While most Russians appreciate the decline in crime and corruption over
the past few years, older people are
noting that the methods used are similar to those employed during the Soviet
period. For example, political demonstrations, both indoors and out, are strictly
regulated. In effect, they are discouraged. The government now controls most of
the radio and television stations, and has issued restrictive rules on what can
be reported, and how. Many younger
Russians believe this is the way things operate in the West, or at least in
Western Europe. That's a bit cynical, but not far off the mark for many
countries. What does bring the youngsters up short are the government attempts
to regulate what is said on the Internet. That does hit a little close to home
for the kids.
April 23, 2007:
The U.S. offered to cooperate with Russia on ballistic missile defense,
in order to overcome Russian objections to American missile defenses being
built in eastern Europe (to defend against Iranian and North Korean missiles.)
Russia refused, but the U.S. is coming back with more goodies (technology,
shared communications and data). Russia is uptight about the East European
efforts because many Russians still resent losing the Cold War, and no longer
being considered a superpower. That's a wound that is difficult to heal.
April 21, 2007:
After reaching $6.5 billion last year, Russian arms exports look like
they will be up fifteen percent, to $7.5 billion for this year. Russia is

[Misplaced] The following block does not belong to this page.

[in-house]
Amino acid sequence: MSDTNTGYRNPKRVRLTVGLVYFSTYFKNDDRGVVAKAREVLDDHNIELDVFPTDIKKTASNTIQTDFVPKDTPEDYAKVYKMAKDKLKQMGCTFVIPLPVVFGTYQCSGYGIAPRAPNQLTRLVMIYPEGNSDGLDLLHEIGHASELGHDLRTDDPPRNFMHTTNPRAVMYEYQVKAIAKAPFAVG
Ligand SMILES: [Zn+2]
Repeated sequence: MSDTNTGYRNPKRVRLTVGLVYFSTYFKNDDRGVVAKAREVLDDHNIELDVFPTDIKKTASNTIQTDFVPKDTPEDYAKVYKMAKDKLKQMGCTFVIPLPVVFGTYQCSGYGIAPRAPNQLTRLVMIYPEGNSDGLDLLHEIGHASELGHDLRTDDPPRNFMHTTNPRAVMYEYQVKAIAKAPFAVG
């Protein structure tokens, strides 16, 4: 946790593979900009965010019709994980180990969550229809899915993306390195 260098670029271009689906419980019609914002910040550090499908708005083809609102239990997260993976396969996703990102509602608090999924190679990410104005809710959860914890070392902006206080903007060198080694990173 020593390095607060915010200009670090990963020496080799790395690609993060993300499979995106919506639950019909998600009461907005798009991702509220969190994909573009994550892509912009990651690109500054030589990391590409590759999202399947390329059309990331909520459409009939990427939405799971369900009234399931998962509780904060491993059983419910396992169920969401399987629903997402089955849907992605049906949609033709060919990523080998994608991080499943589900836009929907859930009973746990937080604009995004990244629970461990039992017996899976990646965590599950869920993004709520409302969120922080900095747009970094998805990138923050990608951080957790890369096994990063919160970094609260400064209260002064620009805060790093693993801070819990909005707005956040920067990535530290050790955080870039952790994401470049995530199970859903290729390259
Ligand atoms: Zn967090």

becoming the arms seller of choice for those looking for the best price, or a
source that is not bothered by bad press.
April 19, 2007:
Russia and Georgia are still at odds over Russian support for Georgian
separatists. Georgia believes Russia is doing this to maintain some control
over the Georgian government. Most Russians, at least unofficially, are
inclined to agree. Russia is using this approach with many of its neighbors, in
a continuation of practices that are centuries old.
April 12, 2007:
Police in Azerbaijan arrested eleven men suspected of being Islamic
terrorists. The men had ties to Islamic terrorists in Chechnya. The eleven men
were followers of the extremist Wahhabi sect of Islam. Wahhabis are showing up
all over the region, thanks to decades of missionary efforts paid for by Saudi
Arabia (where Wahhabism originated in the 18th century.)April 10, 2007: The government controls who gets appointed to
be the paid imam (prayer leader and administrator) of mosques throughout the
country. Taking these jobs is becoming dangerous, for there are a growing
number of more radical Moslems, who resent moderates running all the mosques.